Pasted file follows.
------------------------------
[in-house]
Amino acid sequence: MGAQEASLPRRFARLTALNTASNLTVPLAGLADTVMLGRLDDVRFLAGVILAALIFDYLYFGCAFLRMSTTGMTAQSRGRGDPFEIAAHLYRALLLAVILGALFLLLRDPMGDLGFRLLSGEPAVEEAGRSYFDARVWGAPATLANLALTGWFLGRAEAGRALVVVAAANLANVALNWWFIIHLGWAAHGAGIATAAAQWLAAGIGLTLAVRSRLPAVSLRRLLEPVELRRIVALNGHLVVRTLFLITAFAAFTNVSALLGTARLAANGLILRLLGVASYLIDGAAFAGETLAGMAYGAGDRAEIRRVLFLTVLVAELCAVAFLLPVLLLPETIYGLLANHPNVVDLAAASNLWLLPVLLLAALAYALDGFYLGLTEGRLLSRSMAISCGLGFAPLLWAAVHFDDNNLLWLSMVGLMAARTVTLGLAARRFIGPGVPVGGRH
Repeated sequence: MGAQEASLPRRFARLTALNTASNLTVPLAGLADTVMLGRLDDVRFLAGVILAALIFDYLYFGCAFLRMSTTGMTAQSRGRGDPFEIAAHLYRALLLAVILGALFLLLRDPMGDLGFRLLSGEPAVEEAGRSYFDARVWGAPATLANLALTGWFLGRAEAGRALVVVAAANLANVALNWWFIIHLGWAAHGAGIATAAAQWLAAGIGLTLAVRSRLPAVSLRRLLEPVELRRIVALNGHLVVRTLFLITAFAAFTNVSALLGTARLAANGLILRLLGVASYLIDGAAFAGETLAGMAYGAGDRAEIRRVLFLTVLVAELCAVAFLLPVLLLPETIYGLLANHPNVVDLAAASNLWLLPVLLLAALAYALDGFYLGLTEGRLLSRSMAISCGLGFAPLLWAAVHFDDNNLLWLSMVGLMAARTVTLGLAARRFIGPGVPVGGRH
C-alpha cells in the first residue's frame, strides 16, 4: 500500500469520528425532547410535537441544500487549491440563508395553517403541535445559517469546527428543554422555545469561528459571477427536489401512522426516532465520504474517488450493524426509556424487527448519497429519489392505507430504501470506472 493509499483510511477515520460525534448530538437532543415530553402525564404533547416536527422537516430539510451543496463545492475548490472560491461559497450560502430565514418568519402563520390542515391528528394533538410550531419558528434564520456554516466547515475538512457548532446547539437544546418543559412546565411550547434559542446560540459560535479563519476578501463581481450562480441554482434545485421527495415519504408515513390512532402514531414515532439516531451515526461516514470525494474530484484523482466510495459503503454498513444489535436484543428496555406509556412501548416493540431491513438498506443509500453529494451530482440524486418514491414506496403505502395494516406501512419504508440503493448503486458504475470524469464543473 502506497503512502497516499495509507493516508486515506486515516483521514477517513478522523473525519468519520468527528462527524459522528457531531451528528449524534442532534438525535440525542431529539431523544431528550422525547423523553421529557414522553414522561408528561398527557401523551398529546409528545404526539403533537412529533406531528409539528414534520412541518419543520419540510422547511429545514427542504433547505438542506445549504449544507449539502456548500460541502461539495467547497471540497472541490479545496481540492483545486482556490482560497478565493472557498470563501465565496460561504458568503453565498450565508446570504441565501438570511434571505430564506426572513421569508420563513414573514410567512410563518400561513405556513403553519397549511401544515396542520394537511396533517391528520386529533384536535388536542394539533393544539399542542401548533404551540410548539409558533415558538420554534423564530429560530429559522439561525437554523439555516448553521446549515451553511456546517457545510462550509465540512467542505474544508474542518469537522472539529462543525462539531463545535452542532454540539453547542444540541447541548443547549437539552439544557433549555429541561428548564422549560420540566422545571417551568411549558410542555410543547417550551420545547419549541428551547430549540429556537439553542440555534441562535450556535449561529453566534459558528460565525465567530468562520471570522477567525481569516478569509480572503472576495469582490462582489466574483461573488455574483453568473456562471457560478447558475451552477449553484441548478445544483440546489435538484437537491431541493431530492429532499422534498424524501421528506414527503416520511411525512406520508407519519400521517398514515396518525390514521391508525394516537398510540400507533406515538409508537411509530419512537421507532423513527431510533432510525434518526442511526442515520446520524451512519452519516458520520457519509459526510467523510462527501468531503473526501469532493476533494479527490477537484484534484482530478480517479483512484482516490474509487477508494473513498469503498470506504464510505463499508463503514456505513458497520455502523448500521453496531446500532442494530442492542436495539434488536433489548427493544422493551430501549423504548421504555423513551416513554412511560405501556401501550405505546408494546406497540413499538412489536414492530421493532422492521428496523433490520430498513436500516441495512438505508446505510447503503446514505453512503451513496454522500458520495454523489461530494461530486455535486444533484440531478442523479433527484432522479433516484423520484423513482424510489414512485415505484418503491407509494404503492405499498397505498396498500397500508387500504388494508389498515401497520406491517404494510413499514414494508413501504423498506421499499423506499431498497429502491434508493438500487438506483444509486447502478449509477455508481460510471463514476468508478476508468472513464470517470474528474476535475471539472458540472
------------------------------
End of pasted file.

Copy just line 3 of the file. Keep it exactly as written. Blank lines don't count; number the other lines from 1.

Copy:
Repeated sequence: MGAQEASLPRRFARLTALNTASNLTVPLAGLADTVMLGRLDDVRFLAGVILAALIFDYLYFGCAFLRMSTTGMTAQSRGRGDPFEIAAHLYRALLLAVILGALFLLLRDPMGDLGFRLLSGEPAVEEAGRSYFDARVWGAPATLANLALTGWFLGRAEAGRALVVVAAANLANVALNWWFIIHLGWAAHGAGIATAAAQWLAAGIGLTLAVRSRLPAVSLRRLLEPVELRRIVALNGHLVVRTLFLITAFAAFTNVSALLGTARLAANGLILRLLGVASYLIDGAAFAGETLAGMAYGAGDRAEIRRVLFLTVLVAELCAVAFLLPVLLLPETIYGLLANHPNVVDLAAASNLWLLPVLLLAALAYALDGFYLGLTEGRLLSRSMAISCGLGFAPLLWAAVHFDDNNLLWLSMVGLMAARTVTLGLAARRFIGPGVPVGGRH